Zimbabwe’s ghosts and national affairs

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EVERY country in the world has its ghosts from the past. I am part Irish (150 years ago), but am affected in my personal and family life by the historical conflicts that affected the Irish people, divided by centuries of religious conflict and the conflicted relationship with their colonial masters in London. My family also has roots in the border regions of Scotland and when I visited that country for the first time in the 70’s I felt, in strange way, that somehow my spirit felt kinship with those strange, hardy people.
Nevertheless when I come home to Zimbabwe, there is no doubt in my mind that this is “home” in every sense of the word. I am an African and a nationalist.
In Africa we have our ghosts – I am reading the history of the Ndebele people and am astounded at the richness that I see in that story. It’s much more than one might have expected and portrays a history of proud ancestry and savage prowess over other tribal groups. One day this year I must visit the grave of Mzilikazi, the first King of the Ndebele people who led his tribe when they settled into southern Zimbabwe in the first half of the 19th Century. He was a powerful and highly intelligent leader of his people as well as being a cunning political opponent.
But the savagery that accompanied their colonial conquests in southern Africa are not forgotten and when I was a small boy growing up in Ndebele heartland in the eastern Matobo Hills, I met and spoke to Elders with the Nduna ring in their hair who described the tribal groups they terrorized for half a century as “dogs”. Even then, after more than 70 years under white settler dominance, these were real men, proud of their heritage and with vivid memories of the days when they swept all before them in their Impi formations.
But this history leaves its ghosts behind and they haunt us today, perhaps it was them who inspired Ghukurahundi, a genocidal campaign mounted by the Shona dominated Government after Independence had removed the constraints of white settler government and law. Tens of thousands died and hundreds of thousands were driven from their homes, many returning to their original “homelands” in South Africa where they were assimilated back into local cultures and communities.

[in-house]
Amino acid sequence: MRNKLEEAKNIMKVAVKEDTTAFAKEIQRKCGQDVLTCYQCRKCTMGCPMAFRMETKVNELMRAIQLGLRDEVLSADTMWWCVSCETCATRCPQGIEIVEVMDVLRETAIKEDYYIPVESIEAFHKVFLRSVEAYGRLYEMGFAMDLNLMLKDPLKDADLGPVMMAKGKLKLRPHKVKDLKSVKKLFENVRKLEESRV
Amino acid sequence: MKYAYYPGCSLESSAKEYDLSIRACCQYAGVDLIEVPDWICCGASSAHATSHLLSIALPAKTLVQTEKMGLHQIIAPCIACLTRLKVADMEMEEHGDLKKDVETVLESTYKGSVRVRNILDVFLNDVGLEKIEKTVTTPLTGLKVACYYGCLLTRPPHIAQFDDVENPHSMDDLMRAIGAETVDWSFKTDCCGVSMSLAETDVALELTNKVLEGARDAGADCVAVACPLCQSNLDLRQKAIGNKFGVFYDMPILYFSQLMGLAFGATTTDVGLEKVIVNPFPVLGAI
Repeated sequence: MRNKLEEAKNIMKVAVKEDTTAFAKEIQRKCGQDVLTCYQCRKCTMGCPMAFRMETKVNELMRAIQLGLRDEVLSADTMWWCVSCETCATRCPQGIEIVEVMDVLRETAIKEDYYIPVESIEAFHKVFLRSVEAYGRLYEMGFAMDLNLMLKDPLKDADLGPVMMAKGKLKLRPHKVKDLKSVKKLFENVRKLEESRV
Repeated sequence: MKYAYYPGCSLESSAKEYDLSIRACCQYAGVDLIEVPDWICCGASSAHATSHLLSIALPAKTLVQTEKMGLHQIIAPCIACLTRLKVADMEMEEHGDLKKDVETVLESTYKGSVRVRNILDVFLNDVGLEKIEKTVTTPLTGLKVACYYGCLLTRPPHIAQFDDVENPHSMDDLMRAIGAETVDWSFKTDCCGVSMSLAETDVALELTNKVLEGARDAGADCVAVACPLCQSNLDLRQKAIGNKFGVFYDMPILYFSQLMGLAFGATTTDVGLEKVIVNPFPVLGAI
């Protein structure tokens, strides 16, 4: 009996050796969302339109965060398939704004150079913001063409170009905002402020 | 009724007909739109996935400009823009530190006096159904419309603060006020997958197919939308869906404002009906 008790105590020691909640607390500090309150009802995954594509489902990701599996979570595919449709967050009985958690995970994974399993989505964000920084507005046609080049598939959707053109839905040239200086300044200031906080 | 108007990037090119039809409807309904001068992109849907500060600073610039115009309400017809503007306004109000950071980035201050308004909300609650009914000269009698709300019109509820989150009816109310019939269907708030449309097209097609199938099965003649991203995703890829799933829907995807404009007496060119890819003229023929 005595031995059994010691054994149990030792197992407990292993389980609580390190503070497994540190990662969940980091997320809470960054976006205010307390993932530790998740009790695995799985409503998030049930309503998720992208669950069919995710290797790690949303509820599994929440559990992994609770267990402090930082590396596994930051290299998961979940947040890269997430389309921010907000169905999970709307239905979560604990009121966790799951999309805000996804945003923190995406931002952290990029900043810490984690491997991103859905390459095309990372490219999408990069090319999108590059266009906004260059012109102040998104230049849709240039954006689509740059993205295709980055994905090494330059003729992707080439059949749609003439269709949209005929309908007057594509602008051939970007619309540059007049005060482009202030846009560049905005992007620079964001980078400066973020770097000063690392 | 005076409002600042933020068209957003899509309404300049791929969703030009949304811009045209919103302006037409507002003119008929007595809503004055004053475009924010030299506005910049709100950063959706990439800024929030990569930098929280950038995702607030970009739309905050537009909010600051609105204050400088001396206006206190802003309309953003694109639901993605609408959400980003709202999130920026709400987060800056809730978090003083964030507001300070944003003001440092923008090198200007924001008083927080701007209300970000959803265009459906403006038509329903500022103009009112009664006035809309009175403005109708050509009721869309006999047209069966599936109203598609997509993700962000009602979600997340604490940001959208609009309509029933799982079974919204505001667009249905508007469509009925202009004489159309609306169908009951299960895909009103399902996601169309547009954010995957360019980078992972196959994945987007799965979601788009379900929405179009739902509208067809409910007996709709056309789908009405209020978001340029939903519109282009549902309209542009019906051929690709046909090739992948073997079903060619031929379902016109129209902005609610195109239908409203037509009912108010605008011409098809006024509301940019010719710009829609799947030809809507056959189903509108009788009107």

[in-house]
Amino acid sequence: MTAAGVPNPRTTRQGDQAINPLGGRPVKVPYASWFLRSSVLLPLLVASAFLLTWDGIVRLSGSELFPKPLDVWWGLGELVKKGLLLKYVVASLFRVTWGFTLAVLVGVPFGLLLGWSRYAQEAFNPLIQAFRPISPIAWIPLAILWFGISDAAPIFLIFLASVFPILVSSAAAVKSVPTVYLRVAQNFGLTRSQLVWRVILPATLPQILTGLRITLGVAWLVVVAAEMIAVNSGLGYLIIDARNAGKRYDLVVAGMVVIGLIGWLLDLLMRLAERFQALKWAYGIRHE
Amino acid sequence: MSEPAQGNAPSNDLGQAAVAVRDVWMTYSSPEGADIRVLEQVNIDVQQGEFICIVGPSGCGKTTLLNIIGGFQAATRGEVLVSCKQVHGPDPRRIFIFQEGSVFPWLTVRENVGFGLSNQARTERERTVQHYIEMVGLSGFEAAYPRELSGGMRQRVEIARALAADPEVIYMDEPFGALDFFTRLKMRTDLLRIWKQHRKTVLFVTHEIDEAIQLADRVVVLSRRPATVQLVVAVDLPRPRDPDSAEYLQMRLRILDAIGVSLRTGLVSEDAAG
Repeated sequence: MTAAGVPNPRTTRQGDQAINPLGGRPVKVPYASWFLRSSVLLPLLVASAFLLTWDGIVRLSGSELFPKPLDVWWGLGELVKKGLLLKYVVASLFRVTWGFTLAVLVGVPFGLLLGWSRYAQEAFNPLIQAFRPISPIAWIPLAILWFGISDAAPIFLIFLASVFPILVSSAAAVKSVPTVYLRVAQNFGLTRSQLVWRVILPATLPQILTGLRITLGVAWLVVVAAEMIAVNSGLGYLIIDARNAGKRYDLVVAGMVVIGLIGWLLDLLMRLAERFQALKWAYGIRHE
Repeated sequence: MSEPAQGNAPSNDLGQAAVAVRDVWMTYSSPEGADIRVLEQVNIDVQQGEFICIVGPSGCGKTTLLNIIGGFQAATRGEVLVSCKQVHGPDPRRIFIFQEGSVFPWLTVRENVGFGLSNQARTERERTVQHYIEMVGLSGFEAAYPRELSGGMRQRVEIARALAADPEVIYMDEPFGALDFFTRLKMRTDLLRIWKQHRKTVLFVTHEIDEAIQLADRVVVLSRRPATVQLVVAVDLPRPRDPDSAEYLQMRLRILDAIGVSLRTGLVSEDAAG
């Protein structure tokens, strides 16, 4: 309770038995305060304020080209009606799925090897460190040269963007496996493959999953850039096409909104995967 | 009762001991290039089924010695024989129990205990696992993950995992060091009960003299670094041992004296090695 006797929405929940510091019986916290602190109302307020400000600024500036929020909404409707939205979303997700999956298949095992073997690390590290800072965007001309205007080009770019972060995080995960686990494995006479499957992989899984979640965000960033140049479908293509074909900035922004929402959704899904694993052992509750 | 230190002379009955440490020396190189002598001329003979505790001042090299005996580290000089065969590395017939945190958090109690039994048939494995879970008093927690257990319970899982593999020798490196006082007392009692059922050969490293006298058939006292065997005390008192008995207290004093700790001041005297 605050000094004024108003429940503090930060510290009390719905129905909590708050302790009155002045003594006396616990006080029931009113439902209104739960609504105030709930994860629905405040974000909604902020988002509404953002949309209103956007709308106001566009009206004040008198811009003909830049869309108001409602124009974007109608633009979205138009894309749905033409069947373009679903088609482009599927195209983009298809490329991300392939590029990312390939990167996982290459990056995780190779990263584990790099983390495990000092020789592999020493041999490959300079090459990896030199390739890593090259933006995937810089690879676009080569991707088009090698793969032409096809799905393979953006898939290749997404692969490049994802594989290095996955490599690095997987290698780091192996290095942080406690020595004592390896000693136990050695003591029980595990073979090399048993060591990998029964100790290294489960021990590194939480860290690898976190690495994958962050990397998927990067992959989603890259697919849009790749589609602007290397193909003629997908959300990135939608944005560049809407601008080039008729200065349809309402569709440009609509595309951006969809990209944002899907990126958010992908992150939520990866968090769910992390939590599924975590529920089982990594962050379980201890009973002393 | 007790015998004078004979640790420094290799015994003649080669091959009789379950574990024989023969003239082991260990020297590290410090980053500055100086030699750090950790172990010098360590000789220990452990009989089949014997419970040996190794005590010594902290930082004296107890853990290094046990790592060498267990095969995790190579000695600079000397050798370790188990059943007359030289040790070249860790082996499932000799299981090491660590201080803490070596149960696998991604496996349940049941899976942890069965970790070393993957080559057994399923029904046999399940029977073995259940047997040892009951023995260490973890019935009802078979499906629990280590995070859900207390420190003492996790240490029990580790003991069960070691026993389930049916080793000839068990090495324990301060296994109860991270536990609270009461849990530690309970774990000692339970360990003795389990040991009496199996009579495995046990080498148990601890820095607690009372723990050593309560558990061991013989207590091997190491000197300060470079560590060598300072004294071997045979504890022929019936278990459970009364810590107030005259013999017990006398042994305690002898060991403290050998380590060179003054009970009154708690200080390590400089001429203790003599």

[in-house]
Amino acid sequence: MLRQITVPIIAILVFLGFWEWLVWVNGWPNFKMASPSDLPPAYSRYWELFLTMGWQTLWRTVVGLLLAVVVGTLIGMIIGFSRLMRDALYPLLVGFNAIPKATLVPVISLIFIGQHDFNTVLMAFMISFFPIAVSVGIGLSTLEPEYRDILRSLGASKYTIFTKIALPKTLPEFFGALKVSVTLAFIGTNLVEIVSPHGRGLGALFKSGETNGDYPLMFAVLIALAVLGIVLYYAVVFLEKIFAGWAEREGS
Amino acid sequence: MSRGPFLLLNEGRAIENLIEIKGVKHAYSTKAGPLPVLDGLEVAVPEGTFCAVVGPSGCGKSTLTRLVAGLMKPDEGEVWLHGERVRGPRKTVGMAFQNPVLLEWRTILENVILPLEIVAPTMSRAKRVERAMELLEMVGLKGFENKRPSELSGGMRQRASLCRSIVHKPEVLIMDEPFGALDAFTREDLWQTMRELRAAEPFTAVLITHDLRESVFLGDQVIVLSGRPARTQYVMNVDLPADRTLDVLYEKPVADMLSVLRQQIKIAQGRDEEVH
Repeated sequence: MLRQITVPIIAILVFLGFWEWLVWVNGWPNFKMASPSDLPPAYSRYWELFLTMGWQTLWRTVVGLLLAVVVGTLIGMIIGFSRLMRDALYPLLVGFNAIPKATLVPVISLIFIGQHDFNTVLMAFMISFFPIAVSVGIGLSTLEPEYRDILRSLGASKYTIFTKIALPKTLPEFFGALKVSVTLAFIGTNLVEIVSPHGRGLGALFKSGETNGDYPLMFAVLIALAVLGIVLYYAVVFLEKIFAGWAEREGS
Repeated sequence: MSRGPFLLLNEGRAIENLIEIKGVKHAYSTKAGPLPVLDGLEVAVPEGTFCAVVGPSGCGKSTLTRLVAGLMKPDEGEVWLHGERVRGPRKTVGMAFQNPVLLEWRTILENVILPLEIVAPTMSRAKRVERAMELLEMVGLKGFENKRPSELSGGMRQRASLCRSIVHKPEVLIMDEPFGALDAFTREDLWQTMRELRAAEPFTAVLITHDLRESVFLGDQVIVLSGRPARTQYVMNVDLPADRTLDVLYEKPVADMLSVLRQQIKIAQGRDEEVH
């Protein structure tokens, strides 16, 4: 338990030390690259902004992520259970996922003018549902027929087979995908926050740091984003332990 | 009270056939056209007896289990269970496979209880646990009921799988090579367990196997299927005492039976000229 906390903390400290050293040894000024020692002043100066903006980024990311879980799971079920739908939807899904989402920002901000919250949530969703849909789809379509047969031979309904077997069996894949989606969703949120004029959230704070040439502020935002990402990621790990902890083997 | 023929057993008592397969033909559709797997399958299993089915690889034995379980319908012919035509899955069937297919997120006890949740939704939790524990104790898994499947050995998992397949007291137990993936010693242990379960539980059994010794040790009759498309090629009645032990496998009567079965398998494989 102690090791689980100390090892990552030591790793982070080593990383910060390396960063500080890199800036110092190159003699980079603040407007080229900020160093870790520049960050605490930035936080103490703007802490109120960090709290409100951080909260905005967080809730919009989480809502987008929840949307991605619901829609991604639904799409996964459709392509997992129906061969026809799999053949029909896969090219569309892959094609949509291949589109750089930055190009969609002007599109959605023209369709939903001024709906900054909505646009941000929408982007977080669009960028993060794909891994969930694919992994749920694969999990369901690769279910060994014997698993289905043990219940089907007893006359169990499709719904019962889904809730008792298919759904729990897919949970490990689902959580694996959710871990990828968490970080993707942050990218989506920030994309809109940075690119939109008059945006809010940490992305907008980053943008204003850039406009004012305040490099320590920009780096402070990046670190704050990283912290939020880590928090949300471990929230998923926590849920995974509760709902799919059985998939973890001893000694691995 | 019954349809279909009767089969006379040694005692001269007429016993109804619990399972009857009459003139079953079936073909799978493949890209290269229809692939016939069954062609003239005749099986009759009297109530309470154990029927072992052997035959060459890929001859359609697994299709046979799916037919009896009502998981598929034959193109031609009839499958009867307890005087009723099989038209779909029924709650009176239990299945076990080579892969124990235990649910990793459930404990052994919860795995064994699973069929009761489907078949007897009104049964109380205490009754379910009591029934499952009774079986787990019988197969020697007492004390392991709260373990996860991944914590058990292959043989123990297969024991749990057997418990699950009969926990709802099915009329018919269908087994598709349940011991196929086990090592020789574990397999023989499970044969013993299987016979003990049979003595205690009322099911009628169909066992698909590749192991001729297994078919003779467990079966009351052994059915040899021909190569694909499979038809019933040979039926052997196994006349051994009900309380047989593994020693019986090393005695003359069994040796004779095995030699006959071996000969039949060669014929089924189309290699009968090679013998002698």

Any contemporary student of societies in conflict can easily point to the shambles in the Middle East today, the genocide in Rwanda and elsewhere (the Kurds) to identify places where the ghosts of the past haunt mankind today. The question for all of us is how do we manage and curb these destructive elements in our different countries and societies. 
Leaders that choose to use these ghosts for their own purposes take the risk that they will do serious damage to their countries. For this reason we all need to be careful how we handle the legacies that we inherit when we assume leadership in our countries. Advertisement

My ancestors in Africa were not angels; they were the product of their own countries and cultures. They came to Africa with a passion to spread their faith and culture and to expand the global dominance of the greatest Empire in world history. Their political ambition was to paint Africa red, to build railways across the continent and to establish English law and governance as the dominating force in society.